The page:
Michael Avenatti, working as a lawyer for the adult film star known as Stormy Daniels, who is currently engaged in a legal battle with the president’s legal team, cast a firecracker into the national political conversation on Tuesday when he revealed information about some money that had gone to Trump lawyer Michael Cohen.
Cohen delivered some $130,000 in hush money to Daniels covering an alleged affair between her and the president, and that arrangement — including its accompanying nondisclosure agreement — is the basis for Daniels’ present legal battle with the Trump team.
That money went through a shell company set up by Cohen, called Essential Consultants, and on Tuesday, Avenatti revealed some of the cash that made its way into Cohen’s coffers via EC in the time following the hush money payment.
Now, the inspector general overseeing the Treasury Department — a man named Eric Thorson — has launched an investigation into how Avenatti got his hands on that information, according to counsel Rich Delmar. Avenatti, when pressed, declined to reveal his source, but the information he presented to the world this week led many to believe that he had obtained what are called “Suspicious Activity Reports” filed on Cohen with the Treasury Department.
Former Treasury Department legal official Daniel Stipano told The Washington Post that “hundreds, if not thousands” of officials across law enforcement and government have access to a database containing SARs.
Avenatti commented of the situation to CNN’s Anderson Cooper Tuesday as follows:
‘There’s been some criticism of our media strategy and how often I’m on CNN and how often I’ve been on your show and other networks. It’s working. It’s working in spades. Because we’re so out front on this, people send us information, people want to help our cause.’
Avenatti has indeed been active on the cable news circuit since his client’s case rose to national prominence; he has been, effectively, helped along in his efforts to hold the Trump team accountable thanks to the recent revelation of a months long government criminal investigation of Michael Cohen. News of that investigation came out shortly after the government raided Cohen’s home, office, and hotel room, sparking the predictable ire of the president.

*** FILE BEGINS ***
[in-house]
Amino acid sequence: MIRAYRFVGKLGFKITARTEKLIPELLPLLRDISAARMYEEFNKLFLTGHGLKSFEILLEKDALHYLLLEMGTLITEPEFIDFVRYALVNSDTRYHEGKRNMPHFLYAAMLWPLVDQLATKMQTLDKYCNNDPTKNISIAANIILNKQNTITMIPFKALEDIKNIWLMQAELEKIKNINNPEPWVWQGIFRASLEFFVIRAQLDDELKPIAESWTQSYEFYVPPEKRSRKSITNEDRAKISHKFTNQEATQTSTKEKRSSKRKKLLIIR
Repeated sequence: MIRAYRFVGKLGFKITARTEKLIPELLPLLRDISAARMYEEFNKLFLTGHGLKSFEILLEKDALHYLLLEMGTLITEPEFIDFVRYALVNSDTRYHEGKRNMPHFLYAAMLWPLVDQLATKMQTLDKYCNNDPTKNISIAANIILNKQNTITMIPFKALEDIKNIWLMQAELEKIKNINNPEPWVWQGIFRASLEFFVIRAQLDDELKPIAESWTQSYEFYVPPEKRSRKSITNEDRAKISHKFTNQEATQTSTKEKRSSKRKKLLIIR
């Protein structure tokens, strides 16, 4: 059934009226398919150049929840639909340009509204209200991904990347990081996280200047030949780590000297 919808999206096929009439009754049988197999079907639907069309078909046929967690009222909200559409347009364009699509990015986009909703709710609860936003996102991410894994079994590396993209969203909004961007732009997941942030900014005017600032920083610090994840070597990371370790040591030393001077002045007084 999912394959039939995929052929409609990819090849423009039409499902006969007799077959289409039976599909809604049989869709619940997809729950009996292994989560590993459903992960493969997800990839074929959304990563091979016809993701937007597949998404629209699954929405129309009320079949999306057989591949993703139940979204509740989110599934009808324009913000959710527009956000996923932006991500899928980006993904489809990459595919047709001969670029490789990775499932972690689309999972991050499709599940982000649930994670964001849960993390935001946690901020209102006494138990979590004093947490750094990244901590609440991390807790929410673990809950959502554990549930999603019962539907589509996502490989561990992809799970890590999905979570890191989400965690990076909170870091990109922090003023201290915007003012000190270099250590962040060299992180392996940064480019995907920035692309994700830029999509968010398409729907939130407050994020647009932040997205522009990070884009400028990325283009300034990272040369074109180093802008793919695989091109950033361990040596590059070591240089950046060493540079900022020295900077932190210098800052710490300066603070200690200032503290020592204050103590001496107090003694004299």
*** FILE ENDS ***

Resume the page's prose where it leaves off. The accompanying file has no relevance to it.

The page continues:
Avenatti revealed Tuesday that Essential Consultants had fostered payments totaling over a million dollars from companies like the telecommunications giant AT&T, the medical company Novartis, and an American company known as Columbus Nova associated with the currently sanctioned Russian businessman Viktor Vekselberg.
Columbus Nova claimed their payments to Cohen to have been for consulting work and added an insistence that the money had no connection to Vekselberg, who attended the president’s inauguration as a guest of his cousin — the head of Columbus Nova — last year.
Avenatti’s receipt and subsequent distribution of the information concerning Essential Consultants has illuminated yet another part of the complex web in which the president and his closest allies are situated. The aforementioned criminal investigation into Cohen is one of a number of legal problems currently faced by the Trump team; others include the Russia probe and legal challenges from Daniels herself.
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